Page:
Watch for these Social Cues When Closing a Deal

Social cues are a critically important aspect of communication. They are feelings and emotions that are expressed through body language, tone, and facial expressions and they are intended to send a message. These nonverbal cues help guide us through interactions with others and having the ability to understand and interpret social cues can greatly improve your skills as a communicator and negotiator. It will allow you to read the other person’s behavior and respond accordingly. Here are a few social cues to look for when you are trying to close the deal in a negotiation.

Eye Contact
During a negotiation, eye contact is a critical social cue. It is even more important when you are closing the deal because it shows that the other party is actively listening. It is equally important for you to make eye contact with your counterpart, as this shows you are confident in your ability and you mean what you say.

Furrowed Brow
Be conscious of your counterpart’s facial expressions throughout the negotiation, as these social cues can signal different things. A furrowed brow, for example, is an indication that the person is confused or annoyed by what you are saying. If you happen to notice this cue, assume they are confused and look for another way to explain yourself.

Just as darting eyes can signal disinterest, fidgeting can be a sign of anxiety. If you notice your counterpart fidgeting during the negotiation, chances are they are uncomfortable and anxious about the conversation. For example, if you are talking to someone and they begin to play with their hair, shift from one foot to another, or start playing with their hands, this is a universal sign of discomfort. Either they are losing interest or they are uneasy about the conversation. At this point, be sure and clarify any misunderstandings and give them a chance to ask questions or chime in. Likewise, be aware of your own fidgeting so as not to signal nervousness.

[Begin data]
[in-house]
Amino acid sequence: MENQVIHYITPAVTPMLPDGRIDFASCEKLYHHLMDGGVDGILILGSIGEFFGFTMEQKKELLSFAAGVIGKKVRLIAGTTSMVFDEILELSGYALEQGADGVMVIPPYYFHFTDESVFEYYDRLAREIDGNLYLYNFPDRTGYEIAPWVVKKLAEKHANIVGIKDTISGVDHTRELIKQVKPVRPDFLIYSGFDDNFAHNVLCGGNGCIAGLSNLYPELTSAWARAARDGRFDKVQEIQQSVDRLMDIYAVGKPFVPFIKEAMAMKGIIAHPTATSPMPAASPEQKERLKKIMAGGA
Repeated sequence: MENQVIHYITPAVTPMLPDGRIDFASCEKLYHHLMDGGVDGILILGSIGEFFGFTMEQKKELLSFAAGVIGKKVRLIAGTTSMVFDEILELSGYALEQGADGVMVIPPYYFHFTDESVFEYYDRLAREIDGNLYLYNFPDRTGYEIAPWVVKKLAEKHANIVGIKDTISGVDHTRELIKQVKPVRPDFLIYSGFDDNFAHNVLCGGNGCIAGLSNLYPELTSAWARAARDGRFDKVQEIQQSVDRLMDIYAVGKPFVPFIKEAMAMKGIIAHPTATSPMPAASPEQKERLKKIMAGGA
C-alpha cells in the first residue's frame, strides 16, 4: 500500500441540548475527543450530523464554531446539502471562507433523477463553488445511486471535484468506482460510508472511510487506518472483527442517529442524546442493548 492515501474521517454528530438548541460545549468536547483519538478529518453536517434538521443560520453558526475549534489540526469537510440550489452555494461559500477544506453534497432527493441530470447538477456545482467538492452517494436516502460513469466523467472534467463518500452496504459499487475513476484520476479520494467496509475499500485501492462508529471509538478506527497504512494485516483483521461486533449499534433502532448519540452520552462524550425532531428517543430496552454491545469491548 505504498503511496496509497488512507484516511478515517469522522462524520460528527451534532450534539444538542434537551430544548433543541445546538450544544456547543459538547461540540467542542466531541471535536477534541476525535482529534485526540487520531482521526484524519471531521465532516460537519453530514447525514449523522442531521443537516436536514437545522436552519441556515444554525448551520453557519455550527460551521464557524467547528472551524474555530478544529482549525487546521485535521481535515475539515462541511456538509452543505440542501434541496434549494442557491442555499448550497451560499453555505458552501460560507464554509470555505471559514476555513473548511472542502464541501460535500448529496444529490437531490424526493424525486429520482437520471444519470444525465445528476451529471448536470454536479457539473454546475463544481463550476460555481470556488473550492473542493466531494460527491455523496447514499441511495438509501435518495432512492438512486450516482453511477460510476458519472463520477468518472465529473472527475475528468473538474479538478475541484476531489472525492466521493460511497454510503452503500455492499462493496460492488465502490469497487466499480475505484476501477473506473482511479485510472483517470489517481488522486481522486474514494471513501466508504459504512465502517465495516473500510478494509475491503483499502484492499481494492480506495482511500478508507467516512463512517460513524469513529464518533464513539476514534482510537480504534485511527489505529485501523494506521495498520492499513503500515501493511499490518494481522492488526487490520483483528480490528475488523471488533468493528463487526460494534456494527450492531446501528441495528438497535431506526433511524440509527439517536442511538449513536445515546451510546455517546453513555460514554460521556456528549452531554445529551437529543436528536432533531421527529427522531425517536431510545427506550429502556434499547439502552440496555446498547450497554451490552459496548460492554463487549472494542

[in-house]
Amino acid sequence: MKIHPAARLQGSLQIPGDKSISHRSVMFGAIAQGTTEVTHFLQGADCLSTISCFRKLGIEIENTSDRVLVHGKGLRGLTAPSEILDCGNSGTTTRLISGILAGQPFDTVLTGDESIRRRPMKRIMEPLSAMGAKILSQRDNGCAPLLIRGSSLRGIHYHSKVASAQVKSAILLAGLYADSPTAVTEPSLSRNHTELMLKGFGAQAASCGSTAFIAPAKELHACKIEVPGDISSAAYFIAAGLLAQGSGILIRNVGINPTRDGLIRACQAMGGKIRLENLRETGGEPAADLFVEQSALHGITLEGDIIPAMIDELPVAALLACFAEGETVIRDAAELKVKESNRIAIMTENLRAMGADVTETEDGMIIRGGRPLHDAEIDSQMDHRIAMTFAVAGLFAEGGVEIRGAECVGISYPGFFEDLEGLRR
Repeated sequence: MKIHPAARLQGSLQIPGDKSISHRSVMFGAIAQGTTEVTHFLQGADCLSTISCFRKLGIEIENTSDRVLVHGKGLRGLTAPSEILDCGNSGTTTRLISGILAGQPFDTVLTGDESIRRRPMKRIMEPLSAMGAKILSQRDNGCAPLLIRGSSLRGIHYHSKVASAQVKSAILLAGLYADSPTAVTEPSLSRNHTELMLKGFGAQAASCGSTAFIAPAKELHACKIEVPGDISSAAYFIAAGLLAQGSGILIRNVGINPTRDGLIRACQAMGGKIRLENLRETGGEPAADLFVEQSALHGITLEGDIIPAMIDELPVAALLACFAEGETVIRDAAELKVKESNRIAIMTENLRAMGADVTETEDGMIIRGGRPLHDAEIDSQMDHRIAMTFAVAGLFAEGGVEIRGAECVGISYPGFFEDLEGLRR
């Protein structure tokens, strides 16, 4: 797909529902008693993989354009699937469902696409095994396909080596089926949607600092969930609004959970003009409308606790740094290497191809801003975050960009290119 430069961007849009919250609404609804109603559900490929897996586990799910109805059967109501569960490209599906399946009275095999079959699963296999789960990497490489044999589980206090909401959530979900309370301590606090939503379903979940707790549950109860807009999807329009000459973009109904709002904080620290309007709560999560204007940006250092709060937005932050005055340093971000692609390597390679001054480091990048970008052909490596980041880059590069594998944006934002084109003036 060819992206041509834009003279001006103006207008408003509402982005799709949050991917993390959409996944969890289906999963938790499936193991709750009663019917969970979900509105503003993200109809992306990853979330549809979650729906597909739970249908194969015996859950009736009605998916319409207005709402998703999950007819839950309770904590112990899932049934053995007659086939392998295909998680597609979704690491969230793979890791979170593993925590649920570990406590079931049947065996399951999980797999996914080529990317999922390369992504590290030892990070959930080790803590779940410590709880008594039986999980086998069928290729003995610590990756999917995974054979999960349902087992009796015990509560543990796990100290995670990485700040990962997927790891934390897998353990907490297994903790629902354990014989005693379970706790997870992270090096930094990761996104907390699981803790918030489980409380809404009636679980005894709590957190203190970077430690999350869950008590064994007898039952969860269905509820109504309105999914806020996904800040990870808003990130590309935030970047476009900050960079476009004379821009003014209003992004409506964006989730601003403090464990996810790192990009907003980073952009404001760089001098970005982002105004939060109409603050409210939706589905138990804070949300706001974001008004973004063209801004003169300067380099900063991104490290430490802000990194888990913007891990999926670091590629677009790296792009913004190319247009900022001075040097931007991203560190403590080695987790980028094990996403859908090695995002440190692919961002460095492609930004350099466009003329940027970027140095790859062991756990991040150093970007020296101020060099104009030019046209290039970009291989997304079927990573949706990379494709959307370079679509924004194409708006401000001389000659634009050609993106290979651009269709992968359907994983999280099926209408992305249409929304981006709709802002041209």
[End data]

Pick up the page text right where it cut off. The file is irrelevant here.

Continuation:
A smile is one of the most common and important social cues. People generally smile when they are happy or amused so this is typically a good sign when you are closing a deal. If your counterpart is smiling, it’s safe to assume they are happy with the deal.

Crossed Arms
If your counterpart begins crossing their arms as they listen to you, they might be preparing a defensive stance. Crossed arms can signal displeasure, anger, or frustration, so be watchful for this behavior.

Moving Closer or Farther Away
You can communicate with your body just as effectively as you can with your words. For instance, if you lean in to hug someone and they back away, they are telling you they don’t want you to hug them. During a negotiation, you might notice the other person lean in closer as you speak. This signals that they are interested in what you are saying and they want to know more. Conversely, if they begin backing away, it’s a sign that they disagree or have lost interest in the conversation. Watch for this movement so you know how and when to adjust your pitch.